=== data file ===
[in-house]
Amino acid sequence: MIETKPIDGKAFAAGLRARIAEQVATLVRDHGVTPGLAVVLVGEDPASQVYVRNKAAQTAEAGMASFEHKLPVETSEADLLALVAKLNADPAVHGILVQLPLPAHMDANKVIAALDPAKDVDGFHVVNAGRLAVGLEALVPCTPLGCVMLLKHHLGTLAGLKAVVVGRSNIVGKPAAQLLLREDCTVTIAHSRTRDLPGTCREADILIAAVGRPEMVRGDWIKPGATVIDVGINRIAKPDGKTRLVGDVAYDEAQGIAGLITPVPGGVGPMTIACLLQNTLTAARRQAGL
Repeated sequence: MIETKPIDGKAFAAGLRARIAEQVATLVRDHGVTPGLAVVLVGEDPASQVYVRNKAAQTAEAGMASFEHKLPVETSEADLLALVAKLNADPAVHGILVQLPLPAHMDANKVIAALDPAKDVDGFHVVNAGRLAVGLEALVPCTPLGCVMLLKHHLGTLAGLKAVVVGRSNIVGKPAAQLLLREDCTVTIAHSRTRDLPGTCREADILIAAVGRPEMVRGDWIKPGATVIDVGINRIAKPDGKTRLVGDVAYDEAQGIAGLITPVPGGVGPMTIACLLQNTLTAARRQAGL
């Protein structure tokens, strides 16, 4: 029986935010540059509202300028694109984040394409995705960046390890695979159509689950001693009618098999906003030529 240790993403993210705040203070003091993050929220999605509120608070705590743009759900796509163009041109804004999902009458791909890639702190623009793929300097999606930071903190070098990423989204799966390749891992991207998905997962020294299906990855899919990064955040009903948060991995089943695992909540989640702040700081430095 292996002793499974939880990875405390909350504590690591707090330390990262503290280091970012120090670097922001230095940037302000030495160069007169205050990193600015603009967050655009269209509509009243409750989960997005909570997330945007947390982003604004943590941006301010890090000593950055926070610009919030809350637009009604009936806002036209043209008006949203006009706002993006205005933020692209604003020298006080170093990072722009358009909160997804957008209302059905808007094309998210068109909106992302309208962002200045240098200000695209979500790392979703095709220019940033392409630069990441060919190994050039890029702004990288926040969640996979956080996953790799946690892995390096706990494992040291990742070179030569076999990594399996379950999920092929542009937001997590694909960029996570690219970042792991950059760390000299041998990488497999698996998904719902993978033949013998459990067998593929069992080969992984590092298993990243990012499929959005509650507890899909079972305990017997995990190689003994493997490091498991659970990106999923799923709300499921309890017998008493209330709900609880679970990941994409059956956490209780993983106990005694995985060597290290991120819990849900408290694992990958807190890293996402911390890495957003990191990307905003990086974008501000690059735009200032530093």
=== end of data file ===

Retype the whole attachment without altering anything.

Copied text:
[in-house]
Amino acid sequence: MIETKPIDGKAFAAGLRARIAEQVATLVRDHGVTPGLAVVLVGEDPASQVYVRNKAAQTAEAGMASFEHKLPVETSEADLLALVAKLNADPAVHGILVQLPLPAHMDANKVIAALDPAKDVDGFHVVNAGRLAVGLEALVPCTPLGCVMLLKHHLGTLAGLKAVVVGRSNIVGKPAAQLLLREDCTVTIAHSRTRDLPGTCREADILIAAVGRPEMVRGDWIKPGATVIDVGINRIAKPDGKTRLVGDVAYDEAQGIAGLITPVPGGVGPMTIACLLQNTLTAARRQAGL
Repeated sequence: MIETKPIDGKAFAAGLRARIAEQVATLVRDHGVTPGLAVVLVGEDPASQVYVRNKAAQTAEAGMASFEHKLPVETSEADLLALVAKLNADPAVHGILVQLPLPAHMDANKVIAALDPAKDVDGFHVVNAGRLAVGLEALVPCTPLGCVMLLKHHLGTLAGLKAVVVGRSNIVGKPAAQLLLREDCTVTIAHSRTRDLPGTCREADILIAAVGRPEMVRGDWIKPGATVIDVGINRIAKPDGKTRLVGDVAYDEAQGIAGLITPVPGGVGPMTIACLLQNTLTAARRQAGL
């Protein structure tokens, strides 16, 4: 029986935010540059509202300028694109984040394409995705960046390890695979159509689950001693009618098999906003030529 240790993403993210705040203070003091993050929220999605509120608070705590743009759900796509163009041109804004999902009458791909890639702190623009793929300097999606930071903190070098990423989204799966390749891992991207998905997962020294299906990855899919990064955040009903948060991995089943695992909540989640702040700081430095 292996002793499974939880990875405390909350504590690591707090330390990262503290280091970012120090670097922001230095940037302000030495160069007169205050990193600015603009967050655009269209509509009243409750989960997005909570997330945007947390982003604004943590941006301010890090000593950055926070610009919030809350637009009604009936806002036209043209008006949203006009706002993006205005933020692209604003020298006080170093990072722009358009909160997804957008209302059905808007094309998210068109909106992302309208962002200045240098200000695209979500790392979703095709220019940033392409630069990441060919190994050039890029702004990288926040969640996979956080996953790799946690892995390096706990494992040291990742070179030569076999990594399996379950999920092929542009937001997590694909960029996570690219970042792991950059760390000299041998990488497999698996998904719902993978033949013998459990067998593929069992080969992984590092298993990243990012499929959005509650507890899909079972305990017997995990190689003994493997490091498991659970990106999923799923709300499921309890017998008493209330709900609880679970990941994409059956956490209780993983106990005694995985060597290290991120819990849900408290694992990958807190890293996402911390890495957003990191990307905003990086974008501000690059735009200032530093």